All the hidden colours

Elham Ehsas on life for women under the Taliban, and Yellow

by Jennie Kermode

Elham Ehsas in Yellow
Elham Ehsas in Yellow

It’s a bright, sunny day when I speak with Elham Ehsas. He’s relaxing outside in the centre of London, four and a half thousand miles from where he was born, but Afghanistan is still very much in his heart. He’s recently directed and starred in a short film, Yellow, which depicts an encounter between a Talib shopkeeper and a young woman who has come in to buy her first, now obligatory, chadari, the garment without which she will no longer be allowed to go outside. At the time of publication, it has just screened at the Palm Springs Short Film Festival, one of the most prestigious short film showcases in the world, and it’s heading for London as part of Refugee Week. Elham and I begin our conversation by talking about his own experience of leaving Afghanistan and growing up in the UK.

“I left Afghanistan at a time in my life when I was turning into into a man. I was changing, I was finding my identity,” he says. “So it's almost like I didn't leave too early to forget, but I didn’t leave so late that I couldn't change. Ever since I've been juggling between the West and the East, having grown up in London, but having left Afghanistan. But in who my work is for my story and what I've been interested in, I've always orbited my country. I've always been drawn to Afghanistan.

Afsaneh Dehrouyeh in Yellow
Afsaneh Dehrouyeh in Yellow

“I'm quite in touch, and in fact, I just got back three days ago. I went just to see it again. I'm always up to date, watching the news, following it on social media, on YouTube. Seeing what the country is going through. And it's a strange land, because since I've been born, the country's flag has changed 19 times, which is insane. And having just come back again, it was an incredible experience. But the country is on its knees. So I decided to dedicate my life, in terms of telling stories, to bringing things to life on the western screen that we don't usually see.”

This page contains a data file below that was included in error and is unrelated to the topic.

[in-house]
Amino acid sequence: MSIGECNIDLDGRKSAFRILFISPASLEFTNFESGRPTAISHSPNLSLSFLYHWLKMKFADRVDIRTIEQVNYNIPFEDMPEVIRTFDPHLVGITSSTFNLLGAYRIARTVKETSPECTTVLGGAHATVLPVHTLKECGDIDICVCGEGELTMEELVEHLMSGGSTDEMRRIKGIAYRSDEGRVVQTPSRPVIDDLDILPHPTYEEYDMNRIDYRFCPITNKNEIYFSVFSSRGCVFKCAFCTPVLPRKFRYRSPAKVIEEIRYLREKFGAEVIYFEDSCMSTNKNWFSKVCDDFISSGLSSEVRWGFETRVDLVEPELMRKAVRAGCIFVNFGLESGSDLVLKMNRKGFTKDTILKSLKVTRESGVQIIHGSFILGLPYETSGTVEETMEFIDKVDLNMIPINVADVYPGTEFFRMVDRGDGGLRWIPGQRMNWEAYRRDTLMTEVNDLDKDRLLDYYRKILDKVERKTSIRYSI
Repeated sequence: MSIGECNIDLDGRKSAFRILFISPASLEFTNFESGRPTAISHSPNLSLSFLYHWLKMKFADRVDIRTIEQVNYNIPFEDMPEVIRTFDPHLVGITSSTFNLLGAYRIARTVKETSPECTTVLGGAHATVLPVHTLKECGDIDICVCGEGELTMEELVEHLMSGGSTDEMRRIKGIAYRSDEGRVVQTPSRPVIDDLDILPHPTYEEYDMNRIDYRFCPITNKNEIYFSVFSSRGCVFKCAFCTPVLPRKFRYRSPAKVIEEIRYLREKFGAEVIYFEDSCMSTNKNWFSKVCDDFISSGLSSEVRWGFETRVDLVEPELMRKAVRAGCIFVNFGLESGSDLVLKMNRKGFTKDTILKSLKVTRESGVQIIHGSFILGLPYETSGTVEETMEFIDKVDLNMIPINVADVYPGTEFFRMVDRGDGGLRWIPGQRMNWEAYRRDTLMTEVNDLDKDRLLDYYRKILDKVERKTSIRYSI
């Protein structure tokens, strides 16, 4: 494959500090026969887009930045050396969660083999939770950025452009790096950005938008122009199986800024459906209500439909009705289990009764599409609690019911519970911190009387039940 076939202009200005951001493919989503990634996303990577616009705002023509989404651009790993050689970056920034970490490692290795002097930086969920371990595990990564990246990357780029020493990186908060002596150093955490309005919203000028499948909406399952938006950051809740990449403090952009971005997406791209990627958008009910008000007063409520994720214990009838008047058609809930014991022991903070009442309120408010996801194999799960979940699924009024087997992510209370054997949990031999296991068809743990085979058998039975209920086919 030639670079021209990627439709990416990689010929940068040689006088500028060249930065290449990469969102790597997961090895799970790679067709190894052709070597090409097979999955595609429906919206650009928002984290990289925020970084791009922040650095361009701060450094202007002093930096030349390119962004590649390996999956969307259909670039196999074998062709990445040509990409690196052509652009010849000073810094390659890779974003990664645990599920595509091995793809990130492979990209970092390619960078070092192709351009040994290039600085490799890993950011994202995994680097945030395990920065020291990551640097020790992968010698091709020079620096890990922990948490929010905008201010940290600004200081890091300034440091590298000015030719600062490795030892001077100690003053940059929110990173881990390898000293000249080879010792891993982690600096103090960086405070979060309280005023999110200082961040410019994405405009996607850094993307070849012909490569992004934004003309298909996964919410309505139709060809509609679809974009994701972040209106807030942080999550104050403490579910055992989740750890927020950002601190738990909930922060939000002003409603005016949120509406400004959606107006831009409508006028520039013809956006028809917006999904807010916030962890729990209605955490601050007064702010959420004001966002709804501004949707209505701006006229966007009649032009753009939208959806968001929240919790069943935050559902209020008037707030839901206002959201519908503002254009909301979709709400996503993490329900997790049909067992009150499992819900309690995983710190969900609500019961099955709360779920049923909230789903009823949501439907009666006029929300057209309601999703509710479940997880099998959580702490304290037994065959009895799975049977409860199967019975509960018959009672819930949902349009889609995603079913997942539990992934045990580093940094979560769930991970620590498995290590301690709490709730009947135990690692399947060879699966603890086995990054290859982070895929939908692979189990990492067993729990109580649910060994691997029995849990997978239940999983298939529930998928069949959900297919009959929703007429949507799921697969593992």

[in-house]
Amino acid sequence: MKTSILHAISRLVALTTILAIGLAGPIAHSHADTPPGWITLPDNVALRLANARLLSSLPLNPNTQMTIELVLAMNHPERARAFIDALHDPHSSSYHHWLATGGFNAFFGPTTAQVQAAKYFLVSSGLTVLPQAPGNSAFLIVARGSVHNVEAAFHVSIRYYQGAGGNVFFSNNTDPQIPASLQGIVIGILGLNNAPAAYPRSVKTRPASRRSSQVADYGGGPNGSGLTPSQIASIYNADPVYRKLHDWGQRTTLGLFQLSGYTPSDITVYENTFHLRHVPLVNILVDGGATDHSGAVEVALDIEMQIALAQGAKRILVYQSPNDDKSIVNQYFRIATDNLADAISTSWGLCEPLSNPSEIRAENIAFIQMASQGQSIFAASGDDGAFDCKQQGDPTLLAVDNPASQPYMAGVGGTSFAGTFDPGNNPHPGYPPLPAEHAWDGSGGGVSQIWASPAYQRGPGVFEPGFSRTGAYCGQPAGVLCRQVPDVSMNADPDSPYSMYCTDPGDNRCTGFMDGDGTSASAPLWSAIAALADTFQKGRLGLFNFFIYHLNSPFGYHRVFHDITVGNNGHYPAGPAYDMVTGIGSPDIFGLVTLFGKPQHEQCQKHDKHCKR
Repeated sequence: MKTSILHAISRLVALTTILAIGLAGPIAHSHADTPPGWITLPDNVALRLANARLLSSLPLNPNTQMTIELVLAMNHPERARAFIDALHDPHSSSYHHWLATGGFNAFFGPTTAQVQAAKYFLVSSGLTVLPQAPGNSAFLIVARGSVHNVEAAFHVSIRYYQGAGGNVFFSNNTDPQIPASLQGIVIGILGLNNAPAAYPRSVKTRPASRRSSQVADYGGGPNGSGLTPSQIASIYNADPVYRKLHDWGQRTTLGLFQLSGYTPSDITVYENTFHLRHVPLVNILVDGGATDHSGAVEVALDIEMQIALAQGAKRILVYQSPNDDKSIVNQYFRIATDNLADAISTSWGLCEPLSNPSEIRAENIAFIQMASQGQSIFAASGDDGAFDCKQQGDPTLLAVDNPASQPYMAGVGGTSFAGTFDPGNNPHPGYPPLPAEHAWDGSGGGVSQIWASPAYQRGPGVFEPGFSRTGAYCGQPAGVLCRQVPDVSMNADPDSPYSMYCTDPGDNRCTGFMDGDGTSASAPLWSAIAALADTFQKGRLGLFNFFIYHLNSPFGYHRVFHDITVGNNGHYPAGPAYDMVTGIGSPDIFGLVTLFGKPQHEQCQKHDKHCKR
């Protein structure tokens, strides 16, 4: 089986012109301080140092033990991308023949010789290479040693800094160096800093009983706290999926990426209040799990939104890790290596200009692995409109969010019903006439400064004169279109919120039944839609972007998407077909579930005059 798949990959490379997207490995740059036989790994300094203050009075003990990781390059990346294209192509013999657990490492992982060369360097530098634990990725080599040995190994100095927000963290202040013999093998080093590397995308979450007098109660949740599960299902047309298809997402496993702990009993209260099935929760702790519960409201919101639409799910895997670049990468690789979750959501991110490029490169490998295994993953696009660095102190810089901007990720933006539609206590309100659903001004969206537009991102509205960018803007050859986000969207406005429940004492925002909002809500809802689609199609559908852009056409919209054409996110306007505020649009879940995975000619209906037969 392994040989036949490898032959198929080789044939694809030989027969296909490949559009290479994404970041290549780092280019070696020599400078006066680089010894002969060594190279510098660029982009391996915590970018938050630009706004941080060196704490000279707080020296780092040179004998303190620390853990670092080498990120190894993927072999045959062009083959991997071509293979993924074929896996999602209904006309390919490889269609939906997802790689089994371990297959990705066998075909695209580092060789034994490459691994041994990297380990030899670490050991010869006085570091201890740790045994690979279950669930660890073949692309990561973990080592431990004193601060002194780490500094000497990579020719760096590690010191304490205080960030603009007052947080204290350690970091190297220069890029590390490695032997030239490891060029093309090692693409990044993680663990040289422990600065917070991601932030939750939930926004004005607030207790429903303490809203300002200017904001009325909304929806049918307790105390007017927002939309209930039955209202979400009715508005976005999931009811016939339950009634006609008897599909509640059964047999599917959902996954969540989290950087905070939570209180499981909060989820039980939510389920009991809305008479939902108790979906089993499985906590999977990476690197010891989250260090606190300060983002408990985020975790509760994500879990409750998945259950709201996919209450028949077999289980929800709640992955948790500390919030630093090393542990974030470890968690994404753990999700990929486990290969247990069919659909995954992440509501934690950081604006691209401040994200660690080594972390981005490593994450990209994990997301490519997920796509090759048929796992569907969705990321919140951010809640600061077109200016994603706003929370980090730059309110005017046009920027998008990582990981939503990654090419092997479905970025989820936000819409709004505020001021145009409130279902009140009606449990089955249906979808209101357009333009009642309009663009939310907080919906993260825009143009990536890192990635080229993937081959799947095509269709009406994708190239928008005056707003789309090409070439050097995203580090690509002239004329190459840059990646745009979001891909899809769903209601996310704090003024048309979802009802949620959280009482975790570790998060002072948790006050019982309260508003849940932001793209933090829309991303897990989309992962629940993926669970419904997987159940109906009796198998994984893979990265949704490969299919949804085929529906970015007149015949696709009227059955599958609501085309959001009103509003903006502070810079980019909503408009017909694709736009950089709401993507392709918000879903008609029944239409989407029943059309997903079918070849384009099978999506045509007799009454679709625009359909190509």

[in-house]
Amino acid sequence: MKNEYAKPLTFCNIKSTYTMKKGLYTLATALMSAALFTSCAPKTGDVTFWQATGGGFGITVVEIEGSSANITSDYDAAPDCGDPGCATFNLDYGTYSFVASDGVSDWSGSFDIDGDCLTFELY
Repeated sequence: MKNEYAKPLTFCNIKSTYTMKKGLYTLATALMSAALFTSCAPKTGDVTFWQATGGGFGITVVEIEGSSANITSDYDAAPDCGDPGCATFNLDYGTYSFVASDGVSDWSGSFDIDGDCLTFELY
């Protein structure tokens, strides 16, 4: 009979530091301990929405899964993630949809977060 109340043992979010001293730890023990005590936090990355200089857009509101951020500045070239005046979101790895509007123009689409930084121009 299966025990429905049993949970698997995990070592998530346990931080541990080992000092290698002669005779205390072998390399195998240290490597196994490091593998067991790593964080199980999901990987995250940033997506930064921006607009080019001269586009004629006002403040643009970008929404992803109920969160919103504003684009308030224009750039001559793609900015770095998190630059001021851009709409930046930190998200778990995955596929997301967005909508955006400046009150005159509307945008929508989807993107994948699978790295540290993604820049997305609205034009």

Outsiders often focus on the restrictions forced upon Afghan women, as this film does, but isn’t there also a huge issue with poverty there at the moment?

“Oh, absolutely. The government has had all its funds frozen. There's no aid coming in. The UN is on the brink of pulling out. It's facing a massive humanitarian crisis. Like I said, it's it's a country on its knees at the moment, which is heartbreaking because it's been at war for the best part of four decades now. Being there and seeing the country go through what it is just makes me sad, because on the one hand, I'm proud to be Afghan, but on the other side I’m in Wembley, I can see highrises and I'm thinking, why isn't my country like this?”

Early on in the film we are confronted by the sight of the chadaris, but when we move into the back part of the shop, there's traditional music, and there's traditional clothing and things that are originally Afghan and not the traditions that the Taliban claim are all of Afghanistan's history. Was it very important to him to be able to tell that part of the story?

He nods. “When planning the film, I was really keen to make sure that both the blocking – the camera moves – and the production design speak to each other. So when she walks in, we have a smaller screen, and these chadaris, the veils, kind of overpowering her. Hauntingly so. And then the deeper she goes into the shop, you notice there's more colour, just to show that the country is a country full of colour, but it's being hidden. That was kind of a subtle thing that I was aiming at.”

Sadly, that part of Afghanistan is hidden away now, in so much that people in the West forget about it and don't realise it's there, and think of what the Taliban have done as being normal for Afghanistan

Afsaneh Dehrouyeh in a chadari
Afsaneh Dehrouyeh in a chadari